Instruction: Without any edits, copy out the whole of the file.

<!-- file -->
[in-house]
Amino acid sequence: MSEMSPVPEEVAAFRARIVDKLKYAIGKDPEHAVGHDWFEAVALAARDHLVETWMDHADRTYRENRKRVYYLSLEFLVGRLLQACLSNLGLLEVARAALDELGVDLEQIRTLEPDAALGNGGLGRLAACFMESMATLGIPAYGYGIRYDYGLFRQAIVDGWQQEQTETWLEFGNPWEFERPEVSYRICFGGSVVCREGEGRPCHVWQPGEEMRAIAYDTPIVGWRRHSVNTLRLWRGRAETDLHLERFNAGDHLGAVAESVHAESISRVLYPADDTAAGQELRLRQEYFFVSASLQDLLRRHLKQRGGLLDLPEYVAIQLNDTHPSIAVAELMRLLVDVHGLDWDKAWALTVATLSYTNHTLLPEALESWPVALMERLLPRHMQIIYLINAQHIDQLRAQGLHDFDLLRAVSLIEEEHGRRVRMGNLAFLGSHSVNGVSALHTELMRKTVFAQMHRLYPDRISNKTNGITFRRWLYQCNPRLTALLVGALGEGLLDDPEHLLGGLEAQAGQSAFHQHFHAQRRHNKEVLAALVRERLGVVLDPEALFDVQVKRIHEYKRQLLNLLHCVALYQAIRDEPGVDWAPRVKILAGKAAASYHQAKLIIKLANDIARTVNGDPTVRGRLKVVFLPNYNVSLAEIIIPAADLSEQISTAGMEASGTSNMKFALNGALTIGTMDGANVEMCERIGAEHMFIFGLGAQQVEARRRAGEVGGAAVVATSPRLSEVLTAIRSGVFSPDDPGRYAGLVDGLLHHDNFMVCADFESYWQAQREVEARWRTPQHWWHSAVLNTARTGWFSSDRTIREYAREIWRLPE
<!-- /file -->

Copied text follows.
[in-house]
Amino acid sequence: MSEMSPVPEEVAAFRARIVDKLKYAIGKDPEHAVGHDWFEAVALAARDHLVETWMDHADRTYRENRKRVYYLSLEFLVGRLLQACLSNLGLLEVARAALDELGVDLEQIRTLEPDAALGNGGLGRLAACFMESMATLGIPAYGYGIRYDYGLFRQAIVDGWQQEQTETWLEFGNPWEFERPEVSYRICFGGSVVCREGEGRPCHVWQPGEEMRAIAYDTPIVGWRRHSVNTLRLWRGRAETDLHLERFNAGDHLGAVAESVHAESISRVLYPADDTAAGQELRLRQEYFFVSASLQDLLRRHLKQRGGLLDLPEYVAIQLNDTHPSIAVAELMRLLVDVHGLDWDKAWALTVATLSYTNHTLLPEALESWPVALMERLLPRHMQIIYLINAQHIDQLRAQGLHDFDLLRAVSLIEEEHGRRVRMGNLAFLGSHSVNGVSALHTELMRKTVFAQMHRLYPDRISNKTNGITFRRWLYQCNPRLTALLVGALGEGLLDDPEHLLGGLEAQAGQSAFHQHFHAQRRHNKEVLAALVRERLGVVLDPEALFDVQVKRIHEYKRQLLNLLHCVALYQAIRDEPGVDWAPRVKILAGKAAASYHQAKLIIKLANDIARTVNGDPTVRGRLKVVFLPNYNVSLAEIIIPAADLSEQISTAGMEASGTSNMKFALNGALTIGTMDGANVEMCERIGAEHMFIFGLGAQQVEARRRAGEVGGAAVVATSPRLSEVLTAIRSGVFSPDDPGRYAGLVDGLLHHDNFMVCADFESYWQAQREVEARWRTPQHWWHSAVLNTARTGWFSSDRTIREYAREIWRLPE